Situation in Lesotho remains tense after possible coup   2014-08-31 02:43:12            

JOHANNESBURG, Aug. 30 (Xinhua) -- The situation in Lesotho remained tense on Saturday after a possible coup that sent Prime Minister Tom Thabane going into hiding.

Early Saturday morning, the military surrounded and then seized the police headquarters and the Mabote police station in the capital of Maseru, claiming that police officers intended to pass arms and ammunitions to Thabane's All Basotho Convention, called "Under the Tree" (UTTA).

Sports minister and leader of the Basotho National Party Thesele Maseribane said it was a possible coup attempt in the mountainous kingdom, an enclave surrounded by South Africa.

Military personnel were seen driving around the residences of the prime minister and other government officials, residents in the area said.

Heavily-armed soldiers also surrounded State House and occupied the main headquarters of the police force in Mabote, which is loyal to Thabane.

An exchange of gunfire was heard and five people were reportedly injured.

The gun-fight came after Thabane had removed the army commander, Lt.-Gen. Kennedy Tlali Kamoli, a source told Xinhua. However, the army said Kamoli was still in charge of the military.

The military also jammed radio stations and TV programs, and cut off phone lines, Maseribane said.

The prime minister also said the military actions amounted to a coup.

"It is a military coup because it is led by the military. And the military are outside the instructions of the commander in chief, who is myself," Thabane said in an interview with South Africa's ENCA TV.

"I have been removed from control not by the people but by the armed forces, and that is illegal," Thabane said, adding that he will return to his country as soon as his life is safe.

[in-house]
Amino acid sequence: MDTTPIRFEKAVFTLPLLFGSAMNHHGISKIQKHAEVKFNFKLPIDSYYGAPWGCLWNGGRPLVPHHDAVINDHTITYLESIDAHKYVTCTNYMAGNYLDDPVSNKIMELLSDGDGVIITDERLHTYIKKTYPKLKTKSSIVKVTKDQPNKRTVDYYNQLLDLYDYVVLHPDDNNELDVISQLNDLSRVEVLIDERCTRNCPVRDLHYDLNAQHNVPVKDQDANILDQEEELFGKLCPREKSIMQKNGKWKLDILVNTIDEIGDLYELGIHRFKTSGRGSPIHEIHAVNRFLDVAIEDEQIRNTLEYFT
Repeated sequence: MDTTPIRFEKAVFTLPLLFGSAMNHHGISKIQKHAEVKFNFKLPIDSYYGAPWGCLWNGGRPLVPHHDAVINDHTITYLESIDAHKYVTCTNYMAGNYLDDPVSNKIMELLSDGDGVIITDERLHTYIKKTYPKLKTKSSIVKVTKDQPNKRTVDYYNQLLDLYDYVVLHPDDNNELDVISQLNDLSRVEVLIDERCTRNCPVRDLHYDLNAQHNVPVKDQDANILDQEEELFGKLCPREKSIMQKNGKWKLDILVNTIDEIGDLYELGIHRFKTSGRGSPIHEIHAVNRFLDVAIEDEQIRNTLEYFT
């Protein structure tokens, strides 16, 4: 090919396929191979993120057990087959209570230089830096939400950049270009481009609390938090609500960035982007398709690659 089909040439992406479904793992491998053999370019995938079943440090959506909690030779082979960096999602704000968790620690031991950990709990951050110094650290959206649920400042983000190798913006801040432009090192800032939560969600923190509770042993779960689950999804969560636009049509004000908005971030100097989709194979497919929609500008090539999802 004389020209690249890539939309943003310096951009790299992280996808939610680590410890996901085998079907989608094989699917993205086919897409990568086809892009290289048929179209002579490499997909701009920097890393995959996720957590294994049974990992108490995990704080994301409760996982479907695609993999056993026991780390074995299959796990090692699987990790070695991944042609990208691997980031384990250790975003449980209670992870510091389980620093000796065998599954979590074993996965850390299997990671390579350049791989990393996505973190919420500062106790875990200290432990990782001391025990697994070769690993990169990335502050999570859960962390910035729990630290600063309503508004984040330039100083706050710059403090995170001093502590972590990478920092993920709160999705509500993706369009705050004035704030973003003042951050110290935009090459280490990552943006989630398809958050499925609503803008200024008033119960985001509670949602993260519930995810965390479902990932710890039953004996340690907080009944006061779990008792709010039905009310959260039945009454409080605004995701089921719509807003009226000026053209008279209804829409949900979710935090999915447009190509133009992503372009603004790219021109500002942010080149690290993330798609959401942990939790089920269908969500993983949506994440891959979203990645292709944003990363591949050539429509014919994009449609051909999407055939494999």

An anonymous Lesotho official told Xinhua that Thabane "had gone to the South African Development Community (SADC)", seeking intervention from SADC.

But the military downplayed the apparent coup, saying it seized two police stations to secure the country, and the situation in the capital is back to normal.

The military said its soldiers had returned to barracks, with peace and calm resumed in Maseru starting from noon.

An army spokesman Captain Ntlele Ntoi said the military "supports the democratically elected government of the day."

Ntoi said the military is empowered to prevent terrorism, internal disorder and threats to essential services.

"As we speak now, the situation in Lesotho, in the capital, is back to normal. It's business as usual," said Ntoi.

Some shops remained closed and daily necessities were out of stock in most shops, a diplomat in Maseru told Xinhua.

The military's actions forced the prime minister to go into hiding in South Africa, the SA Department of International Relations and Cooperation (DIRCO) said.

However, the prime minister had earlier said he was in South Africa visiting his daughter and would return to Lesotho on Sunday.

The South African government, which has exerted influence in the kingdom, called for restraint.

"We are calling on the commander of the armed forces to return to the barracks and allow the democratically elected government to return to its business," DIRCO spokesperson Clayson Monyela said.

He said the actions by Lesotho's military bore the hallmarks of a coup d'etat, but said, "The situation in Lesotho is still unfolding. No one has claimed to take over government ... so we are monitoring that ... our interest is to see it resolved through peaceful means."

Monyela ruled out the possibility of military intervention right now in case of a coup.

He said military intervention wasn't under consideration at this time.

"We prefer peaceful resolution to any crisis, particularly if it's a political crisis ... Such things become last resorts," he said.

The 15-nation Southern African Development Community will intervene and they are trying to bring all players to the table for talks at this time, according to Monyela.

In March 1998, parliamentary elections in Lesotho resulted in an overwhelming majority for the ruling Lesotho Congress for Democracy Party, which won 79 out of 80 seats. However, allegations of vote fraud soon surfaced, and after a failed lawsuit by the opposition parties, widespread rioting broke out.

The SADC intervened in an operation codenamed Operation Boleas, led by South Africa through its South African National Defense Force, which sent troops into Lesotho to quell an ensuing coup.

Editor: Mu Xuequan
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